Despite projections that the University of Cincinnati (UC) reach record enrollment for the ninth consecutive year, officials now say enrollment is down compared to last year likely due to the announcement of a universal vaccine mandate.
Enrollment totaled 46,710 students – down 88 students from last year – as of census day on Sept. 7, UC Provost Valerio Ferme said during a Sept. 9 Faculty Senate meeting.
UC tracked a record enrollment of 46,798 students during fall 2020, according to the university’s Office of Institutional Research. Officials previously projected a record enrollment of between 46,800 and 46,900 students in fall 2021.
The decline in enrollment was due to a “significant number” of drop-outs – more than 100 students – just before census day, Ferme told faculty. “There is no doubt in my mind that it has to do with some of the announcement that came out last week about the vaccine requirement.”
Earlier this month, the university announced students, faculty and staff who are not already fully vaccinated must receive their first dose of the COVID-19 vaccine by Oct. 15, with those receiving a two-dose vaccine required to be fully vaccinated by Nov. 15.
Though officials do not get to boast another year of record enrollment, Ferme highlighted several bright spots in the enrollment numbers.
He said the university made gains in the number of international and out-of-state students enrolled – populations that declined last year as a result of the pandemic.
In addition, more than 40,000 students are attending classes at main campus for the first time in UC’s 200-year history. And the current student body is also the most diverse in university history, with nearly a quarter of students across all campuses being students of color.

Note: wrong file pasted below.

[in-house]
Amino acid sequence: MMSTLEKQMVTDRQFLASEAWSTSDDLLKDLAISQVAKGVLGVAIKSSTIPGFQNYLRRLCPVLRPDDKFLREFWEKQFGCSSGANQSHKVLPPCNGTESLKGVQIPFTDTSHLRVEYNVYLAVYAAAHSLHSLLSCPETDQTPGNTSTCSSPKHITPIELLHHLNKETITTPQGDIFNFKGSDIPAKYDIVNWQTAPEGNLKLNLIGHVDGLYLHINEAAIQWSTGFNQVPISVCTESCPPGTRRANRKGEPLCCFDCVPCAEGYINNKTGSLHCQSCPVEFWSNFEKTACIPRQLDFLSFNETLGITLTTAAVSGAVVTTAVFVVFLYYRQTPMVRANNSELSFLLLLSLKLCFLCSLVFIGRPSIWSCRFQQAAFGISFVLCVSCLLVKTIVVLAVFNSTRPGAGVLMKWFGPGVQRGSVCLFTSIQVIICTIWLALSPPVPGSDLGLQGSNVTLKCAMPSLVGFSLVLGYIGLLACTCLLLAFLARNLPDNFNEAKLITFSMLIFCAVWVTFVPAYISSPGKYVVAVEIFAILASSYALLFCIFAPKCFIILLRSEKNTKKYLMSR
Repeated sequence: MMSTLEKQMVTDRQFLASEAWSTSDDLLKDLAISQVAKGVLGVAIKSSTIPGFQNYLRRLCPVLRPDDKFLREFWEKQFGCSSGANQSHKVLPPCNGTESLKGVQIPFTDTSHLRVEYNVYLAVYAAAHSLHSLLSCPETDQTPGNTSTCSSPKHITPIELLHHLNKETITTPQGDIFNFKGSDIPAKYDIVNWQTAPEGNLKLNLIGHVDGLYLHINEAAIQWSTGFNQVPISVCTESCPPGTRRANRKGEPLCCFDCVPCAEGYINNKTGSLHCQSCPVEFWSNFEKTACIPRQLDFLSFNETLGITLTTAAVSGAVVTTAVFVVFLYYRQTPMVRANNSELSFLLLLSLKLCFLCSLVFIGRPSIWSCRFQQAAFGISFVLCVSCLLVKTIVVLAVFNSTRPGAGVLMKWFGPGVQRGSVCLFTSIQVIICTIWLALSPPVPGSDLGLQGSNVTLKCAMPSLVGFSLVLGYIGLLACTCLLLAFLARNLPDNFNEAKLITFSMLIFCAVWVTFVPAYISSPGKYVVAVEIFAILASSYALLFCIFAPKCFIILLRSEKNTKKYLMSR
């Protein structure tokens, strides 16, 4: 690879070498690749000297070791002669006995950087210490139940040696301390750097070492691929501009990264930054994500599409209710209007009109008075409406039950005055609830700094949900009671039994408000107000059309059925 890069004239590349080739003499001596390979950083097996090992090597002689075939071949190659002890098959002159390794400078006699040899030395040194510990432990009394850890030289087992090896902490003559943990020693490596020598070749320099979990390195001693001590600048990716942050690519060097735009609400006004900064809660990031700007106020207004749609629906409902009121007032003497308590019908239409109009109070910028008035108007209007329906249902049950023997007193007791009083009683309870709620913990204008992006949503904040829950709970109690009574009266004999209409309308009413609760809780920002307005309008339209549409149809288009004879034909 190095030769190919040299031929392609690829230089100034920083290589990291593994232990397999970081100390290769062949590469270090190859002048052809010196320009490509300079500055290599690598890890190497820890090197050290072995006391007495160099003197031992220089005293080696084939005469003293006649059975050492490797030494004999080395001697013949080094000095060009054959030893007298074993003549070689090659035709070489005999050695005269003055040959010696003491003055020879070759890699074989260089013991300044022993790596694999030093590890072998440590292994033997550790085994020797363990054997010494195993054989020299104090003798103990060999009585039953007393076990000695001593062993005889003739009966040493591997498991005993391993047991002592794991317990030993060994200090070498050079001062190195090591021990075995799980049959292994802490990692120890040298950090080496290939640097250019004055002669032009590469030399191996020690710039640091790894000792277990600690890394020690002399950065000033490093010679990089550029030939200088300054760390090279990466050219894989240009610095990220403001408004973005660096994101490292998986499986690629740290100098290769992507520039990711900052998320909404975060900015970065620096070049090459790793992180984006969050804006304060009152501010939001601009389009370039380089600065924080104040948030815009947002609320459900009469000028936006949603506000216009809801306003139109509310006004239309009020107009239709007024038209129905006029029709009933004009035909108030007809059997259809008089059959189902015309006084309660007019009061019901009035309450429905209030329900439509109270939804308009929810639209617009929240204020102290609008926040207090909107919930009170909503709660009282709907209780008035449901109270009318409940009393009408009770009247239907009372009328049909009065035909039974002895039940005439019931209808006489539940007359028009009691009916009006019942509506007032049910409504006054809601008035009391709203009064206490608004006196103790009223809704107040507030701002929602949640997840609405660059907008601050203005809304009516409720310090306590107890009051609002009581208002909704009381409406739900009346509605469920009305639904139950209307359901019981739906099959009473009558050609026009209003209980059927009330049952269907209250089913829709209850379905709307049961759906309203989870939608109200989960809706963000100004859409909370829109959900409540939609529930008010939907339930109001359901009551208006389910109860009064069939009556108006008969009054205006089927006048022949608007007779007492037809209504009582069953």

Where the student body is becoming increasingly diverse is among incoming first-year, graduate and transfer students, Jack Miner, vice provost of enrollment management, told trustees last month. There has been an increase of between 1% and 2% in the number of students of color in those populations over the past two years, he added.
Incidence of COVID-19 continue to rise both on campus and in the surrounding region largely due to the highly contagious delta variant.
The university recorded a total of 144 positive cases among students and employees for the week of Aug. 30, according to preliminary data on UC’s coronavirus dashboard. That is the highest level of weekly cases reported since February, data shows, though still less than half of the university’s peak in November.
UC is currently testing 500 to 1,000 students per week and infection rates are at half to a third of rates for the surrounding community, Dr. Dustin Calhoun, chair of the university’s COVID-19 response team, recently told faculty. Although the university will likely shift its testing demographics with the roll out of the vaccine requirement, he added.
If case counts continue to rise, the university may have to shift to more stringent pandemic policies, though Calhoun says those decisions are based on a complex set of factors.